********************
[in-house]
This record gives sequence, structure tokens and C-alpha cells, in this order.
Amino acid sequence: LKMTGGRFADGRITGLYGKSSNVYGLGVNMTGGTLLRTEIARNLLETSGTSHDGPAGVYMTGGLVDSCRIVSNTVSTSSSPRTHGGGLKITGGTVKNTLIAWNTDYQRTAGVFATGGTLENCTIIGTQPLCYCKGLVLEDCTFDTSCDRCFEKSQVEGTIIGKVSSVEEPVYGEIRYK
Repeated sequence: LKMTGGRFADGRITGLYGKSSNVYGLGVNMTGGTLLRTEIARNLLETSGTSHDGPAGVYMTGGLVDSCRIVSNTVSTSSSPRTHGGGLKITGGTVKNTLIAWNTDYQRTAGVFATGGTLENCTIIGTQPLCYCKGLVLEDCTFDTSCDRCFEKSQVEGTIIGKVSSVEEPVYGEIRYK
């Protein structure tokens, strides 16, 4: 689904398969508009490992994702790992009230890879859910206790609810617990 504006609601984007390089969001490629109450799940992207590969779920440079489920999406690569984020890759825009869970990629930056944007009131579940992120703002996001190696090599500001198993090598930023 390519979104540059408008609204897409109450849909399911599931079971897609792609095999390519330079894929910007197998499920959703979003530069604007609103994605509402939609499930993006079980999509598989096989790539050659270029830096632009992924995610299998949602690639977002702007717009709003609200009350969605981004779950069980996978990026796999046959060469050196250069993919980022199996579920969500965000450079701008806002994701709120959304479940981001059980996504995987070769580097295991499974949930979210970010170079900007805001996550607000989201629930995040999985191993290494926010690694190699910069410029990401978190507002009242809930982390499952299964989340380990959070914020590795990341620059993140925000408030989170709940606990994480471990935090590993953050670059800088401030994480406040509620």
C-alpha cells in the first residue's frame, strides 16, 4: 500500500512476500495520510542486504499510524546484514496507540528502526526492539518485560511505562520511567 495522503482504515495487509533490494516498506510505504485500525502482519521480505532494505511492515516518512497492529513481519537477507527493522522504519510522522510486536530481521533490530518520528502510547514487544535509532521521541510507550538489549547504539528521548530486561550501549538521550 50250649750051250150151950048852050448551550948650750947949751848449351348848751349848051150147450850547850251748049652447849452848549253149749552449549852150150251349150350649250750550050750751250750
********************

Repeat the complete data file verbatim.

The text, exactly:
[in-house]
This record gives sequence, structure tokens and C-alpha cells, in this order.
Amino acid sequence: LKMTGGRFADGRITGLYGKSSNVYGLGVNMTGGTLLRTEIARNLLETSGTSHDGPAGVYMTGGLVDSCRIVSNTVSTSSSPRTHGGGLKITGGTVKNTLIAWNTDYQRTAGVFATGGTLENCTIIGTQPLCYCKGLVLEDCTFDTSCDRCFEKSQVEGTIIGKVSSVEEPVYGEIRYK
Repeated sequence: LKMTGGRFADGRITGLYGKSSNVYGLGVNMTGGTLLRTEIARNLLETSGTSHDGPAGVYMTGGLVDSCRIVSNTVSTSSSPRTHGGGLKITGGTVKNTLIAWNTDYQRTAGVFATGGTLENCTIIGTQPLCYCKGLVLEDCTFDTSCDRCFEKSQVEGTIIGKVSSVEEPVYGEIRYK
């Protein structure tokens, strides 16, 4: 689904398969508009490992994702790992009230890879859910206790609810617990 504006609601984007390089969001490629109450799940992207590969779920440079489920999406690569984020890759825009869970990629930056944007009131579940992120703002996001190696090599500001198993090598930023 390519979104540059408008609204897409109450849909399911599931079971897609792609095999390519330079894929910007197998499920959703979003530069604007609103994605509402939609499930993006079980999509598989096989790539050659270029830096632009992924995610299998949602690639977002702007717009709003609200009350969605981004779950069980996978990026796999046959060469050196250069993919980022199996579920969500965000450079701008806002994701709120959304479940981001059980996504995987070769580097295991499974949930979210970010170079900007805001996550607000989201629930995040999985191993290494926010690694190699910069410029990401978190507002009242809930982390499952299964989340380990959070914020590795990341620059993140925000408030989170709940606990994480471990935090590993953050670059800088401030994480406040509620």
C-alpha cells in the first residue's frame, strides 16, 4: 500500500512476500495520510542486504499510524546484514496507540528502526526492539518485560511505562520511567 495522503482504515495487509533490494516498506510505504485500525502482519521480505532494505511492515516518512497492529513481519537477507527493522522504519510522522510486536530481521533490530518520528502510547514487544535509532521521541510507550538489549547504539528521548530486561550501549538521550 50250649750051250150151950048852050448551550948650750947949751848449351348848751349848051150147450850547850251748049652447849452848549253149749552449549852150150251349150350649250750550050750751250750